EU-US trade talks go ahead despite Prism and civil rights breach

José Manuel Barroso, President of the European Commission (on the right), went to Berlin, where he met with Angela Merkel, German Federal Chancellor. (EC Audiovisual Services, 03/07/2013).

José Manuel Barroso, President of the European Commission (on the right), went to Berlin, where he met with Angela Merkel, German Federal Chancellor. (EC Audiovisual Services, 03/07/2013).

Apart from the largely hypocritical cries by European politicians mainly in Brussels about civil rights breaches, the only concrete and immediate implications that the American PRISM scandal could have had on EU-US relations refers to the Free Trade and Investments Agreement that the two sides are about to negotiate. For one thing European citizens are kept in the dark if those negotiations have already started. As for the protection of private data and civil rights, the whole affair is a laughable matter, because nobody believes that governments show a genuine interest in that. The facts cited below will support this extreme position. Let’s take one thing at a time.

The European Parliament

Already the European Parliament while deciding to launch an inquiry into US surveillance programmes, also expressed “grave concern about allegations that similar surveillance programmes are run by several EU member states, such as the UK, Sweden, The Netherlands, Germany and Poland. It urges them to examine whether those programmes are compatible with EU law”. The conclusion the average European can draw from this EU Parliament statement is that civil society in the EU (as in the US) is as unprotected as ever vis-à-vis all and every government secret agency American or European alike.

Returning to the trade agreement the European Parliament didn’t have the appetite to put pressure on the Americans where it hurts most; trade. Instead of that during a debate in a house Plenary session, European legislators appeared negative over taking any measures that might hurt our American partners even slightly. Of course there was a lot of discussion about trust and other nice words, but when things reached the heart of the matter, no action whatsoever was taken.

A relevant Press release by the Parliament goes like that: ”The US should come clean over allegations that is has been spying on the EU and its people, the majority of political groups said in a debate on Prism on 3 July. However, they disagreed on whether the revelations should affect negotiations for a transatlantic free trade agreement. Some MEPs stressed the need for facts before judging and pointed out that surveillance was necessary to safeguard people’s security. There is also an urgent need to beef up EU data protection rules, most agreed”.

In reality this “urgent need to beef up EU data protection rules” was always there, regardless what the EU deputies thought about it. Some European politicians though seem even more concerned about the well-being and the ability of the secret services to do their ‘job’, rather than protect private data or civil rights. Niki Tzavela, a Greek member of the EFD Parliamentary group, stressed that “surveillance was necessary to safeguard the security of people: Security is the issue, and security is what governments have to take care of.” Understandably Tzavela wants all possible and impossible security services to continue their ‘work’ quite unobstructed and unaccountable.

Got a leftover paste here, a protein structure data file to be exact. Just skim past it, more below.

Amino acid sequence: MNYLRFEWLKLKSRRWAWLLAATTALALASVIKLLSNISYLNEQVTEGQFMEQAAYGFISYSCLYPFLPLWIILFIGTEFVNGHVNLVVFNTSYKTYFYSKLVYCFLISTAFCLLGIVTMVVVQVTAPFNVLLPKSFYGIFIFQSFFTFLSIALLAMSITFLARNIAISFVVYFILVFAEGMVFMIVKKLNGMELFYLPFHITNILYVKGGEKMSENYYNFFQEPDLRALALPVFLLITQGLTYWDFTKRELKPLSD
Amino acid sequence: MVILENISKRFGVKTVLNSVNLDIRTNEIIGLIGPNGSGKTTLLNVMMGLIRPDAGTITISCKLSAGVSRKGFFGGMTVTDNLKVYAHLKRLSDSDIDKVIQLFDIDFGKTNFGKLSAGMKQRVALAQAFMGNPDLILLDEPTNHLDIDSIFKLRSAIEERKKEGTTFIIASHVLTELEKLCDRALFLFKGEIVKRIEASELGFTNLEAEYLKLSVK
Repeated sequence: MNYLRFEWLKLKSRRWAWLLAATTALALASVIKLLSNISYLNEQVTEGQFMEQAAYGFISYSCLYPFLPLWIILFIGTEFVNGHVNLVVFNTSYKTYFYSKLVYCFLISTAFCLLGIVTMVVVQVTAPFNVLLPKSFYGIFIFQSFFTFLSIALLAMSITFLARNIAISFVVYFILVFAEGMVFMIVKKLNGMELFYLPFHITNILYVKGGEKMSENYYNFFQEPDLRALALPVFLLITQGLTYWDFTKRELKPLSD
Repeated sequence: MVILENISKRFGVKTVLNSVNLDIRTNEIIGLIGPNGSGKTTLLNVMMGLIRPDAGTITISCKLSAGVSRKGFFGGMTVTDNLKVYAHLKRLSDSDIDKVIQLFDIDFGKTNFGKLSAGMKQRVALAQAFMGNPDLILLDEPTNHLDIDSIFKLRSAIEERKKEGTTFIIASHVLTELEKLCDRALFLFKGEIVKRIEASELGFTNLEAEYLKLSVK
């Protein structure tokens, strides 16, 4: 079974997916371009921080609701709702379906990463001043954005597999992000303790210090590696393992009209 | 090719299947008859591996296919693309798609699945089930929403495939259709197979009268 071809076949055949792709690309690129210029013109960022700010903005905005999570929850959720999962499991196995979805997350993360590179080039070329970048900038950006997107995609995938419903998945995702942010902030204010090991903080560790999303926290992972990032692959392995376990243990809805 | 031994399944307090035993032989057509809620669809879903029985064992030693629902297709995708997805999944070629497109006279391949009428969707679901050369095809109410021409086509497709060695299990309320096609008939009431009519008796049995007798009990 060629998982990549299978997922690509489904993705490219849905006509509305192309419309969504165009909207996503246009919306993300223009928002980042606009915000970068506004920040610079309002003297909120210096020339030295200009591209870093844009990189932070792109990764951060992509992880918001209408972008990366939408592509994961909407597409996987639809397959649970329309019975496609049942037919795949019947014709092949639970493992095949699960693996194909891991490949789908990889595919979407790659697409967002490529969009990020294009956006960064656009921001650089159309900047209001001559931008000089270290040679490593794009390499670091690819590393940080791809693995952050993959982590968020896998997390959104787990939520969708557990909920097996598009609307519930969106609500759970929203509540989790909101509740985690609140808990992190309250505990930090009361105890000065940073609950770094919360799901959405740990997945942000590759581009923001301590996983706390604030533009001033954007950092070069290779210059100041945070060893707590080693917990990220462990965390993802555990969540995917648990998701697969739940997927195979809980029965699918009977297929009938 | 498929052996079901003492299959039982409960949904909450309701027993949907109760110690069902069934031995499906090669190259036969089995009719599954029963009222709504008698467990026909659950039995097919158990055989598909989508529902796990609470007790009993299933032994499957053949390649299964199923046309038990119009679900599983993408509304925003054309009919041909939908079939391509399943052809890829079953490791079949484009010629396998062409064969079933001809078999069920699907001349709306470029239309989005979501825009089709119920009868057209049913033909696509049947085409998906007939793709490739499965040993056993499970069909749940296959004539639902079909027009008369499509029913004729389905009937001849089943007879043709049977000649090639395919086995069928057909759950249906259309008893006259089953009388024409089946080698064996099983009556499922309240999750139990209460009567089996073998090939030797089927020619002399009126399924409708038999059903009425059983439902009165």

Almost like Tzavela, Vytautas Leškevičius, Lithuania’s vice-minister for foreign and European affairs, who spoke in the Parliament on behalf of the Presidency, said: “It happens to be our most important strategic partner and ally, but that doesn’t mean that we should remain silent.” However, he added that he did not want to create the impression that intelligence gathering by a foreign nation could be easily addressed by EU legislation. Lithuania holds as from 1 July the rotating Presidency of the European Council and obviously its vice-minster believes that intelligence is more important than democracy.

The Commission

It is even more interesting to follow what the European Commission had to say about the impact of the alleged U.S. surveillance of the EU on the start of negotiations of the Transatlantic Trade and Investment Partnership. Not to forget that Commission is the only EU institution that can take immediate action against the US, by holding back negotiations on the trade agreement.

Manuel Barroso, the President of the Commission when asked about it by a journalist had a lot to say. He delivered a long speech about how important this trade agreement is for the two partners. Then he said “For it to be a success we need confidence among partners and confidence can come better if there is a clarification of some issues that are of very serious concern at European level. I am happy to say that the other European institutions here represented, and of course France and Germany, have fully supported this approach”.

Barroso in reality stated that an American clarification will do the job and Germany and France agree to that. Case closed…and the conclusion is that trade is more important than civil rights and democracy. In cases like that, people can also draw general conclusions about the slippery path our western democracies have taken.

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